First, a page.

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Led Astray

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"Are you trying to seduce me, Matthew?"

After nearly an hour of silent play, the question sounded overloud even to Galen's ears. Gideon chuffed with surprise, and his hand, which had been hovering uncertainly over a black pawn, suddenly withdrew. Barely containing a smile at his partner's bewilderment, Galen nevertheless managed a small sighing sound, meant to impart his growing impatience with the other man's slow rate of play.

"Where the hell did that come from, Galen?"

Not as outraged as it might have been, that voice. More like exasperated. He would have preferred outrage. His question was meant to shock, after all.

Finally, Galen looked up to meet the other man's eyes, whilst keeping his own features as wide-eyed and innocent as he was capable of making them. He was pleased to see that Gideon's expression indicated more uncertainty than did his voice. There was puzzlement and perhaps even some small consternation written across the normally composed features. No doubt Matthew was mentally reviewing all their time together, trying to figure out what he'd missed.

"Oh... not as a lover, Matthew," he drawled. "Although," and Galen's mask of innocence slipped, "I would consider it... should you ask." His gaze hardened, cold gray-blue eyes holding Gideon's gentler hazel ones, daring, challenging.

Gideon's eyes narrowed, and he held steady under Galen's intimidating stare, wondering if the man was bluffing. And if so, if he'd have the nerve to call him out. After what seemed like several minutes, but was probably only a fraction of one, he decided he wasn't in the mood to gamble this evening. Calmly redirecting his attention to the chess board, he said, "Sorry to disappoint you, Galen, but I prefer the female of the species."

Galen started an impatient tapping of fingers on the table. "Yes, the formidable Captain Lochley, for instance."

"Do you get off on spying on me or something?" Gideon immediately regretted the outburst; not the sentiment, but that he'd finally let Galen get to him.

"Then it is true," Galen said, as if satisfying some longstanding curiosity. "Believe me when I tell you that I required no surveillance beyond that of my own ears," he continued, unperturbed by Gideon's accusation. "It was impossible not to overhear the comments and speculations of some of your crew. I imagine everyone on this ship knows by now."

Wanting to change the subject as quickly as possible, Gideon made a show of dispatching Galen's rook.

Galen leaned forward and frowned in seeming concentration, studying the board anew. "Ahhh..." he said, taking only a moment to move his knight into position. "Check". A satisfied smile gentled the usual harshness of his features.

Gideon ran both hands down hard over his face, and shoved his chair back. Shaking his head, he stood slowly, arms akimbo, and studied the board for a few moments before finally acknowledging to himself that Galen would finish him off in a few turns. "Shit."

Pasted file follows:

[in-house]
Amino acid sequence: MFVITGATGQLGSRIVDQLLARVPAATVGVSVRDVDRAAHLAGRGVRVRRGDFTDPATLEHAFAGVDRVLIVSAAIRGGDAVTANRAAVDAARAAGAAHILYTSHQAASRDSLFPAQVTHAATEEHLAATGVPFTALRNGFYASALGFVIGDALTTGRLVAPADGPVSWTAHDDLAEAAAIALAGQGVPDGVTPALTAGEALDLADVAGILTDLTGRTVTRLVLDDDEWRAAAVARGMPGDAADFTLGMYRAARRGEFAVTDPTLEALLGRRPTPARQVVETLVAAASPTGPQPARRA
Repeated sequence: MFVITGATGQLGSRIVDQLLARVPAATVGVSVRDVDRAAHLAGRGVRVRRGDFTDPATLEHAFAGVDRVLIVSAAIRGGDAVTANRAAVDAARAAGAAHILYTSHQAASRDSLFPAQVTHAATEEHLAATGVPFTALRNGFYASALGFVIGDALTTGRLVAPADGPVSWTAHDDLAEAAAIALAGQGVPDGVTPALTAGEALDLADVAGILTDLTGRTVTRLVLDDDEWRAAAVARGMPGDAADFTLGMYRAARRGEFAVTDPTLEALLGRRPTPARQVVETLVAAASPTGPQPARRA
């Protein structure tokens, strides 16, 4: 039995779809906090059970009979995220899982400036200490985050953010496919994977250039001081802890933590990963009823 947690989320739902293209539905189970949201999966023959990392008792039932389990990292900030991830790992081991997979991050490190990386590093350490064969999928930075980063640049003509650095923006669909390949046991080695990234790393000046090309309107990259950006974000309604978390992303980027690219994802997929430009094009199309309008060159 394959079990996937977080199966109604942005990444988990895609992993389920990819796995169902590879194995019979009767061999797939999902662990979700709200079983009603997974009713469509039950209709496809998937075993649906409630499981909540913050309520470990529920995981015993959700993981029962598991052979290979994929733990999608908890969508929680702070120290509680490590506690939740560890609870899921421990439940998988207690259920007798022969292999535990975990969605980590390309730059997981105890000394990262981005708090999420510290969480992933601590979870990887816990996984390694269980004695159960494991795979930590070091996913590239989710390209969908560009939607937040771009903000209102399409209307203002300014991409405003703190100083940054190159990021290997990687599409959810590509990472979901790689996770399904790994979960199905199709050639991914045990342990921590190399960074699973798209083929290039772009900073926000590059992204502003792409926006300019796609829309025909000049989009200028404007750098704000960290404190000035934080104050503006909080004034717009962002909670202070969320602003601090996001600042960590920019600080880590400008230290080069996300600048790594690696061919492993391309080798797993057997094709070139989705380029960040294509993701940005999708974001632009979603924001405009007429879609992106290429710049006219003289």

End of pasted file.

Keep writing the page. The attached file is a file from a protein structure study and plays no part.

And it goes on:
Galen actually laughed, and some of the tension dissipated.

Shoulders slumping slightly in defeat, Gideon tried to remain gracious. "So, Galen, do you want something to drink?" Earlier in the evening, the mage had declined any offer of refreshment. "Brandy, wine, water...?"

"Actually, would you happen to have a beer?"

"Yeah, sure." Gideon returned from the small refrigerator, handing Galen a can and a glass. "It's not great, but I guess it's better than nothing."

"Thank you, this will be fine." Galen opened and poured the beer, while Gideon carried the board to its usual resting place for later study.

Galen drained nearly half the glass in a single draft, then sighed contentedly, placing the glass on the table before him.

Gideon smiled at his guest's small pleasure, and resumed his seat across from Galen. "So, what is this about me seducing you?" he asked. He took a sip of water, and wondered fleetingly if bringing this up again was a truly bad idea. He was too tired to effectively keep up with Galen tonight.

Galen smiled lazily. Brave man, he thought, Matthew certainly was that. Then again, perhaps it was just a case of curiosity killing the cat. Either way, it worked to his advantage. "Seduction, yes." He took another swallow of beer, grimacing slightly at the aftertaste. It really was better when one drank it quickly. "The act of leading one aside or astray."

"Am I leading you astray?"

Galen took his time answering. "Dureena Nafeel. She trusts you."

Gideon nodded slowly, understanding what a remarkable thing that was. "What about you?" he countered. "She's known you longer."

"She respects me, wants to know my secrets, yes. Trusts me, no." Galen paused. "After all, those of my order can be trusted to look after their own best interests. And that's all." Galen drained the rest of the beer from his glass, licking the remnants of foam from his upper lip. "We're like most people in that regard." He propped the empty glass on his thigh, his thumb idly stroking patterns in the condensation.